The Democratic Party repeated not just the missteps that led it to failure in 2016, but in every presidential election it’s lost over the past four decades: a centrist candidate with little popular enthusiasm; a base driven more by opposition to the incumbent than excitement for a positive vision; and a collection of committee-crafted slogans and soft-focus personality traits in place of bold ideas and a vision for a better world. It took two world historical crises, a uniquely despised incumbent, and a smattering of other extraordinary interventions to overcome all this and eke out the barest of wins in 2020.
The question is, what happens next time? Has the party truly learned any lessons? Or, having rehabilitated the conventional wisdom that already failed so disastrously in 2016, is it content to hope the same bet improbably works out again, happy to put the rest of us up as collateral?

Did everyone forget about this already?

One of the main "bold ideas" that wasn't included in any kind of vision for a better world was Medicare for All, which Biden has viewed ti veto if it passed Congress, which it won't unless voters get smart enough to replace a shitload of Blue Dogs and New Dems in the primaries and then defeat a few dozen Republicans in the 2022 primaries. That's not very likely to happen.

More than half the Democrats in the House are co-sponsors of Pramila's Medicare for All Act that was just reintroduced for 2021, since Pelosi and Hoyer buried the 2020 version and never allowed it to come up for a vote, despite pledging to do just that. Pramila: "While this devastating pandemic is shining a bright light on our broken, for-profit health care system, we were already leaving nearly half of all adults under the age of 65 uninsured or underinsured before COVID-19 hit. And we were cruelly doing so while paying more per capita for health care than any other country in the world. There is a solution to this health crisis-- a popular one that guarantees health care to every person as a human right and finally puts people over profits and care over corporations. That solution is Medicare for All-- everyone in, nobody out-- and I am proud to introduce it today alongside a powerful movement across America."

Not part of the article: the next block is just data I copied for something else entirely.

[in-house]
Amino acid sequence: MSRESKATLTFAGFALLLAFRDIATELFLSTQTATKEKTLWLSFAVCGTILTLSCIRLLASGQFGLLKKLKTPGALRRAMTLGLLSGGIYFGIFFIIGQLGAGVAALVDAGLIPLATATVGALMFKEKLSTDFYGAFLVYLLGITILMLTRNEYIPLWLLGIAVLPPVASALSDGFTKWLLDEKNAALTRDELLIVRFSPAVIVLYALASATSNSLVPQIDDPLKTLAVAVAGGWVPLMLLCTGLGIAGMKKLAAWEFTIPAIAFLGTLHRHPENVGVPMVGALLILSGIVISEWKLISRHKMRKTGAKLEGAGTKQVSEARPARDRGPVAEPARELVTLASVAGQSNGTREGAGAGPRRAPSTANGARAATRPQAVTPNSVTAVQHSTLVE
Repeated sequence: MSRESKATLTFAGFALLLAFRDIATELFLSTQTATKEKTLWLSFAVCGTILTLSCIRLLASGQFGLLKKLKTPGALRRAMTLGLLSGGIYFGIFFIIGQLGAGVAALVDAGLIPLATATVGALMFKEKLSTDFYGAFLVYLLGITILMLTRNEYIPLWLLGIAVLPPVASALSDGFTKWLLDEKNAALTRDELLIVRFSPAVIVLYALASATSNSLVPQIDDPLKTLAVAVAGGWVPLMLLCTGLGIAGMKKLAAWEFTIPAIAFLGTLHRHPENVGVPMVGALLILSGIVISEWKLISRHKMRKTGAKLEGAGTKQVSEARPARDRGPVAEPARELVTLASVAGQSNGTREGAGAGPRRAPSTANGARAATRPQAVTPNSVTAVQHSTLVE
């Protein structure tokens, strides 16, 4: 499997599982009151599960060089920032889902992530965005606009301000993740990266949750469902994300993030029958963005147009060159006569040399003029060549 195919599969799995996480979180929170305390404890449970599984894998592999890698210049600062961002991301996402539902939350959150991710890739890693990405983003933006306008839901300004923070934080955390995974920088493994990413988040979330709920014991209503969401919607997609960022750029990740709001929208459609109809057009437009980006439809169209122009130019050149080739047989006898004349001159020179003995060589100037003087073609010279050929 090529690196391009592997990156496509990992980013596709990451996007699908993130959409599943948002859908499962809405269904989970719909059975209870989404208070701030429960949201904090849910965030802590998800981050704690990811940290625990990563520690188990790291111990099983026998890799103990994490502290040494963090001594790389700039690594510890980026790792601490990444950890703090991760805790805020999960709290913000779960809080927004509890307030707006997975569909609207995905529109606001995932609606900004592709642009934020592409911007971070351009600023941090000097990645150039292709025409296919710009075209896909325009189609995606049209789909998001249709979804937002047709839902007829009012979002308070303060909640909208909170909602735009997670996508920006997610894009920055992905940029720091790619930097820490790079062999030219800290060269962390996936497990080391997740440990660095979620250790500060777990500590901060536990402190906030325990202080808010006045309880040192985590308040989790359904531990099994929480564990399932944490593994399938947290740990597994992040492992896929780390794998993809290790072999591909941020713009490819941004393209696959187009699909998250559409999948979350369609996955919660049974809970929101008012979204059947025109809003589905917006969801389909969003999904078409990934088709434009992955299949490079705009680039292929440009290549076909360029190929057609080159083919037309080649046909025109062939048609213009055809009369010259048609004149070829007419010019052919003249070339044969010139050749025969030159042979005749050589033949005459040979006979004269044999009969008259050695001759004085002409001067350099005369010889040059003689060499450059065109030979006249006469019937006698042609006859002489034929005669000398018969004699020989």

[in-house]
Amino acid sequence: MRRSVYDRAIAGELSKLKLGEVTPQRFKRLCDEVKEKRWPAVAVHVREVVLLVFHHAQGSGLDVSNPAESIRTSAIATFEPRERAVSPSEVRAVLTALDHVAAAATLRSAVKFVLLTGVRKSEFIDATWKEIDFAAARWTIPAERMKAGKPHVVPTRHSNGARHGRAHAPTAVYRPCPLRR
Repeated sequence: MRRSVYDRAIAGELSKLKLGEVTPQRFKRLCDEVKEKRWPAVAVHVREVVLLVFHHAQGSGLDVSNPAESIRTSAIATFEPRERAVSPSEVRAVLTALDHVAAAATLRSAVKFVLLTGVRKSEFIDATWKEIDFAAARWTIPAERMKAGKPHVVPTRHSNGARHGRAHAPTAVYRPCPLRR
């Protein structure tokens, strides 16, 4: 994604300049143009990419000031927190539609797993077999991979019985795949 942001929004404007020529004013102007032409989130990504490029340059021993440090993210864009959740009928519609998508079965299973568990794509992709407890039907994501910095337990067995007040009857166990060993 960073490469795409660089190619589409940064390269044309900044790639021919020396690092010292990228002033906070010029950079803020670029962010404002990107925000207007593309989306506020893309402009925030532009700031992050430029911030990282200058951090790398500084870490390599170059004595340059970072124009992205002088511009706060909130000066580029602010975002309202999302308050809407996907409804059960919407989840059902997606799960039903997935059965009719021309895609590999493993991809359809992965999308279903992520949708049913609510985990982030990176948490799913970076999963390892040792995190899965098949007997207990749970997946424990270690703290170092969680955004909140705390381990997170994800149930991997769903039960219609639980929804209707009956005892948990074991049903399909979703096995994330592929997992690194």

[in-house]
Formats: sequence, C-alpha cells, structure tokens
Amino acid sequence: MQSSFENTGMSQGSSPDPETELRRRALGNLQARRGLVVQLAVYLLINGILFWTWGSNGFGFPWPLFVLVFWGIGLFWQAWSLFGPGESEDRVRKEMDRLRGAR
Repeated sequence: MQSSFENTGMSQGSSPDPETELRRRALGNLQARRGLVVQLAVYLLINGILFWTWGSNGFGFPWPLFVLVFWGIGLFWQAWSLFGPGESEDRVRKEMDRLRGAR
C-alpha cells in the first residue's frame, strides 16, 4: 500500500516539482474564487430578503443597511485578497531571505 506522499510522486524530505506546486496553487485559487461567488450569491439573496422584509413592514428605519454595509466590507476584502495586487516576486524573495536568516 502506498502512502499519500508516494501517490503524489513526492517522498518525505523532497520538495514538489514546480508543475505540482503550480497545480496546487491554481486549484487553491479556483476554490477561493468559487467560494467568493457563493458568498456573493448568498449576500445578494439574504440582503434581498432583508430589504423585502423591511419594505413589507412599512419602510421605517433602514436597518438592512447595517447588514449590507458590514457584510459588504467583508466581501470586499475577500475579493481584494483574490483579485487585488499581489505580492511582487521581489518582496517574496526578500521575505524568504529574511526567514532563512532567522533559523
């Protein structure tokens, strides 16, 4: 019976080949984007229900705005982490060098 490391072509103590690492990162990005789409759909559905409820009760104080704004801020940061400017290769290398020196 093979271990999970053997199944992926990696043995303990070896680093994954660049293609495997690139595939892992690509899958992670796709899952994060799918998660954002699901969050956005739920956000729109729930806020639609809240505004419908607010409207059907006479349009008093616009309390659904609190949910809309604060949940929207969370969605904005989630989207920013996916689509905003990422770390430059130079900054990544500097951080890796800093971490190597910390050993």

The co-sponsors: Alma Adams, Nanette Barragán, Karen Bass, Don Beyer, Earl Blumenauer, Suzanne Bonamici, Jamaal Bowman, Brendan Boyle, Cori Bush, Salud Carbajal, Tony Cárdenas, André Carson, Matt Cartwright, Judy Chu, David Cicilline, Katherine Clark, Yvette Clarke, Emanuel Cleaver, Steve Cohen, Bonnie Watson Coleman, Danny Davis, Peter DeFazio, Diana DeGette, Mark DeSaulnier, Lloyd Doggett, Mike Doyle, Ted Deutch, Veronica Escobar, Adriano Espaillat, Teresa Leger Fernandez, Lois Frankel, Ruben Gallego, Jesús "Chuy" García, Jimmy Gomez, Al Green, Raúl Grijalva, Josh Harder, Alcee Hastings, Jahana Hayes, Brian Higgins, Jared Huffman, Sara Jacobs, Hakeem Jeffries, Hank Johnson, Mondaire Jones, Kaiali’i Kahele, William R. Keating, Robin Kelly, Ro Khanna, Daniel Kildee, Ann Kirkpatrick, James Langevin, Brenda Lawrence, Barbara Lee, Sheila Jackson Lee, Andy Levin, Mike Levin, Ted Lieu, Alan Lowenthal, Carolyn Maloney, James McGovern, Jerry McNerney, Gregory Meeks, Grace Meng, Jerrold Nadler, Grace Napolitano, Joe Neguse, Marie Newman, Eleanor Holmes Norton, AOC, Ilhan Omar, Frank Pallone, Jimmy Panetta, Ed Perlmutter, Chellie Pingree, Mark Pocan, Katie Porter, Ayanna Pressley, Jamie Raskin, Lucille Roybal-Allard, Bobby Rush, Linda Sanchez, John Sarbanes, Jan Schakowsky, Adam Schiff, Bobby Scott, Brad Sherman, Adam Smith, Jackie Speier, Eric Swalwell, Mark Takano, Bennie Thompson, Mike Thompson, Dina Titus, Rashida Tlaib, Paul Tonko, Ritchie Torres, Lori Trahan, Juan Vargas, Marc Veasey, Nydia Velázquez, Maxine Waters, Peter Welch, Susan Wild, Nikema Williams, Frederica Wilson and John Yarmuth.